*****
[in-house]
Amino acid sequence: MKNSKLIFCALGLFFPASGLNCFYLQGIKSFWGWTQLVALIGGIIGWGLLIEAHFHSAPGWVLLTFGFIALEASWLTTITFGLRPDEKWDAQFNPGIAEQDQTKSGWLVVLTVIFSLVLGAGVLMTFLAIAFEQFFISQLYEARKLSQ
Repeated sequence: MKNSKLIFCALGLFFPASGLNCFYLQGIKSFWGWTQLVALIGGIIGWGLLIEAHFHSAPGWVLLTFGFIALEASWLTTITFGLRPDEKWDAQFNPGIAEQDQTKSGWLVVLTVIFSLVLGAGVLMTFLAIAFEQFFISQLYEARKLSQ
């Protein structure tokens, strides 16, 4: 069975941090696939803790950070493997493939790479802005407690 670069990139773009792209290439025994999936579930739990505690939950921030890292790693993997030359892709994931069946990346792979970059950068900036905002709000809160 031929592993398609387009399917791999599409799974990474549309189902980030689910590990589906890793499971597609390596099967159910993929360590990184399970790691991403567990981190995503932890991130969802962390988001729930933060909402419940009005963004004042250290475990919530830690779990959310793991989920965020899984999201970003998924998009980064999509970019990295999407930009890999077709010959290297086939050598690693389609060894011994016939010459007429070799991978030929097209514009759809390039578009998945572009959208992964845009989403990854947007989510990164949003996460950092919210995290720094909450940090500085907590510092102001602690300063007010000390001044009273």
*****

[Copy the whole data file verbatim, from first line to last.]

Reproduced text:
[in-house]
Amino acid sequence: MKNSKLIFCALGLFFPASGLNCFYLQGIKSFWGWTQLVALIGGIIGWGLLIEAHFHSAPGWVLLTFGFIALEASWLTTITFGLRPDEKWDAQFNPGIAEQDQTKSGWLVVLTVIFSLVLGAGVLMTFLAIAFEQFFISQLYEARKLSQ
Repeated sequence: MKNSKLIFCALGLFFPASGLNCFYLQGIKSFWGWTQLVALIGGIIGWGLLIEAHFHSAPGWVLLTFGFIALEASWLTTITFGLRPDEKWDAQFNPGIAEQDQTKSGWLVVLTVIFSLVLGAGVLMTFLAIAFEQFFISQLYEARKLSQ
């Protein structure tokens, strides 16, 4: 069975941090696939803790950070493997493939790479802005407690 670069990139773009792209290439025994999936579930739990505690939950921030890292790693993997030359892709994931069946990346792979970059950068900036905002709000809160 031929592993398609387009399917791999599409799974990474549309189902980030689910590990589906890793499971597609390596099967159910993929360590990184399970790691991403567990981190995503932890991130969802962390988001729930933060909402419940009005963004004042250290475990919530830690779990959310793991989920965020899984999201970003998924998009980064999509970019990295999407930009890999077709010959290297086939050598690693389609060894011994016939010459007429070799991978030929097209514009759809390039578009998945572009959208992964845009989403990854947007989510990164949003996460950092919210995290720094909450940090500085907590510092102001602690300063007010000390001044009273």